Newly appointed Education Commissioner Ken Wagner addressed a joint session of the House and Senate last Wednesday to unveil his proposal for the state’s education system. Calling it a School and Family Empowerment Package, the proposal allows students to choose to go to any school district that is accepting students. If a family from Central Falls wishes to attend a Cumberland school, and Cumberland has an opening, the child can transfer. It appears from the draft proposal that the money would follow the child. If a student wishes to attend a school in the same region, transportation may be covered; but if a student from Burrillville wishes to attend Westerly, transportation responsibilities would remain with the family. The plan also calls for more autonomy for schools. Decisions surrounding text books, school day logistics and personnel issues would be left to teachers and principals. Efforts are underway to look at neighboring Massachusetts and learn from their attempts to improve education. Massachusetts students are achieving higher levels of skills than Rhode Island students, with similar demographic backgrounds for many students. This will be an issue to watch in the upcoming months.
Powered Alcohol Legislation Moving
H.7026, An Act Relating to Alcoholic Beverages is scheduled to be heard in the Senate Judiciary Committee Tuesday April 5th. The Senate version S.2059, is in the House Judiciary Committee and is scheduled for a vote on Wednesday, April 6th. Both bills ban the sale and purchase of powdered alcohol in the state. The sale of product, which is expected to begin this summer, has the potential to hurt restaurants, entertainment venues and hotels as customers purchase soda or order water and then create their own cocktail by adding powder. The use of the product also raises liability issues for businesses. An individual could order one drink, appear intoxicated so that the bartender refuses to serve another drink, order a soda and add powdered alcohol thus becoming more intoxicated. If the person has an accident while driving on the way home, any injured party could sue the business. The Chamber supports passage of both H.7026 and S.2059.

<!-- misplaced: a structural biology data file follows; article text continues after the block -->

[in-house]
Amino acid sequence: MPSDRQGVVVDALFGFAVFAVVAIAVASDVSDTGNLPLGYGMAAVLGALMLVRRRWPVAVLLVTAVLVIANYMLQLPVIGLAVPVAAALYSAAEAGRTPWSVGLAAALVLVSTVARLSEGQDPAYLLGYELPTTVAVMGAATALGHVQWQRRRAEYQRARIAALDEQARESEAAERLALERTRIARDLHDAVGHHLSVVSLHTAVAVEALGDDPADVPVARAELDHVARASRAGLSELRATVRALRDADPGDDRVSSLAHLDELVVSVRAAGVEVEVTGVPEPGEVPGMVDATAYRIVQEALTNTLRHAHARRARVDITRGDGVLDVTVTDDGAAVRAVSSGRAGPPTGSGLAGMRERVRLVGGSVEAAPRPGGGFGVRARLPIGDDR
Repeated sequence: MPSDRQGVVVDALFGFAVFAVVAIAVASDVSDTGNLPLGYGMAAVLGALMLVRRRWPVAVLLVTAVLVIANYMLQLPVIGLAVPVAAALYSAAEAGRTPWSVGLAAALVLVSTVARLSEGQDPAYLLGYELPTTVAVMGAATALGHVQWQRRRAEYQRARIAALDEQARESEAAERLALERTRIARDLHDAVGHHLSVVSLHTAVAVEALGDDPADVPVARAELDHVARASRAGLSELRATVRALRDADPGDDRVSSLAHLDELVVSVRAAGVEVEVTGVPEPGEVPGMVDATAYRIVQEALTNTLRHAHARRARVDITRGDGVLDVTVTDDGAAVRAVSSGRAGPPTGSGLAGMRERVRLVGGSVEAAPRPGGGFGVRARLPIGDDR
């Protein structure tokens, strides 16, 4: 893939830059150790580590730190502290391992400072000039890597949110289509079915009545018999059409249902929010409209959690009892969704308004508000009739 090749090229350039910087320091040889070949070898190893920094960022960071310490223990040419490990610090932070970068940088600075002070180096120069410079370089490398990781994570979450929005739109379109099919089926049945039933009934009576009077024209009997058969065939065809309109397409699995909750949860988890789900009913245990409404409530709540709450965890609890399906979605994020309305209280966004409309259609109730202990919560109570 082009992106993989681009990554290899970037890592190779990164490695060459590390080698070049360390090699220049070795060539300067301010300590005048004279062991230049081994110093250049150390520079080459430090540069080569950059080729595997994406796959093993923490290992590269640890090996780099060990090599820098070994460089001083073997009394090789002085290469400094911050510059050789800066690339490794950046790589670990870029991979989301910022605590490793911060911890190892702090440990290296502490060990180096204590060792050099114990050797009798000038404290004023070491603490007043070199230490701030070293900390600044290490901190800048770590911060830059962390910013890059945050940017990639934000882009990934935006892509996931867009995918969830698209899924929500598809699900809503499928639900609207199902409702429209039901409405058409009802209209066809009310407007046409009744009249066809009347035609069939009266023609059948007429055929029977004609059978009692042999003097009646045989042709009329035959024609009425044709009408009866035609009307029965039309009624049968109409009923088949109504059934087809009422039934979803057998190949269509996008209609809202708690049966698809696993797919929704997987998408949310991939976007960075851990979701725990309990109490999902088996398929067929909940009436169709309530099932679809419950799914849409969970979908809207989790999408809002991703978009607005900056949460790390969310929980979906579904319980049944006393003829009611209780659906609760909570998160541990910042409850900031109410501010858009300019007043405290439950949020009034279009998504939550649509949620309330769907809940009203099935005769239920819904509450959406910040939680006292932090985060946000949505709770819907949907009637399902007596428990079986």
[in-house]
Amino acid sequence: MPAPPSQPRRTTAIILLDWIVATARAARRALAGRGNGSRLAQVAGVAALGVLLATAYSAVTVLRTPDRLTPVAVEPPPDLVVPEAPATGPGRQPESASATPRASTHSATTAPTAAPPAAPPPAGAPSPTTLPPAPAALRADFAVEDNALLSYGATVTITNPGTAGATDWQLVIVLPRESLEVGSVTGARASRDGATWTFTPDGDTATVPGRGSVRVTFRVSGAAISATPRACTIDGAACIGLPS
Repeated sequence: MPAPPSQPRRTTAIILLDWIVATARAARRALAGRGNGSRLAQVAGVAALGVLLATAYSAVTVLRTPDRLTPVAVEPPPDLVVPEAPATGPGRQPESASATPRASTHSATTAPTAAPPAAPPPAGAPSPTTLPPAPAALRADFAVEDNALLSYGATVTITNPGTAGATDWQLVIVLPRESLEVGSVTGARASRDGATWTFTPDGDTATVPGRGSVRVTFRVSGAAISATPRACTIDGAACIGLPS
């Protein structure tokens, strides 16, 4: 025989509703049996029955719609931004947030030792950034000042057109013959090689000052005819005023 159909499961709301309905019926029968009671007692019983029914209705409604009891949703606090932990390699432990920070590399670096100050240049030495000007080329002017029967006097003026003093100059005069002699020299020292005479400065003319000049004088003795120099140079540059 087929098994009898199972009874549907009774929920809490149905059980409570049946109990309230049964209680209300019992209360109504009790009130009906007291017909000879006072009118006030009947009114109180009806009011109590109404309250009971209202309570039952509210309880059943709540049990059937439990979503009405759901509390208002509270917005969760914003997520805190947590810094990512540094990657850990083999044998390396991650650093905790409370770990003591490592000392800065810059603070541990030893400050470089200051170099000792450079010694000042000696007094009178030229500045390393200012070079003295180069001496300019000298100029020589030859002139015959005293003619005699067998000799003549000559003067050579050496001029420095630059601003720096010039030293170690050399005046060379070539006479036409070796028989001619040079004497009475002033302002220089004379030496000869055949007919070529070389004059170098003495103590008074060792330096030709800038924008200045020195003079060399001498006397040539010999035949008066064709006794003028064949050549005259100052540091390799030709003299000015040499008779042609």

Below is a list of new legislation that was filed this week. The list contains bill numbers, links to the legislation, and summary explanations.
Senate Bill No. 2863, AN ACT RELATING TO CORPORATIONS, ASSOCIATIONS, AND PARTNERSHIPS (Amends the statutes regarding securities and franchises in order to allow for electronic filings and to remove the filing fee for advertising.)
Senate Bill No. 2865, AN ACT RELATING TO TAXATION - SALES AND USE TAXES - LIABILITY AND COMPUTATION (Adds 'transportation network companies', which use a digital network to connect riders with transportation, to the list of services subject to sales and use taxation.)
Senate Bill No. 2866, AN ACT RELATING TO BUSINESSES AND PROFESSIONS -- ENGINEERS (Amends statutes governing engineers, land surveyors and landscape architects (design professionals) to eliminate outmoded, inconsistent and unnecessary regulations and bring Rhode Island in line with our neighbors to level the playing field for business.)
Senate Bill No. 2871, AN ACT RELATING TO TAXATION -- PERSONAL INCOME TAX (Requires employers to file state copies of federal form w-2 (wage and tax statement) with the division of taxation on or before January 31st following the close of the calendar year.)
House Bill No. 8026, AN ACT RELATING TO LABOR AND LABOR RELATIONS -- PAYMENT OF WAGES (Establishes a procedure for employees to secure liens against employers for unpaid wages. Contested claims would be decided by the Superior Court.)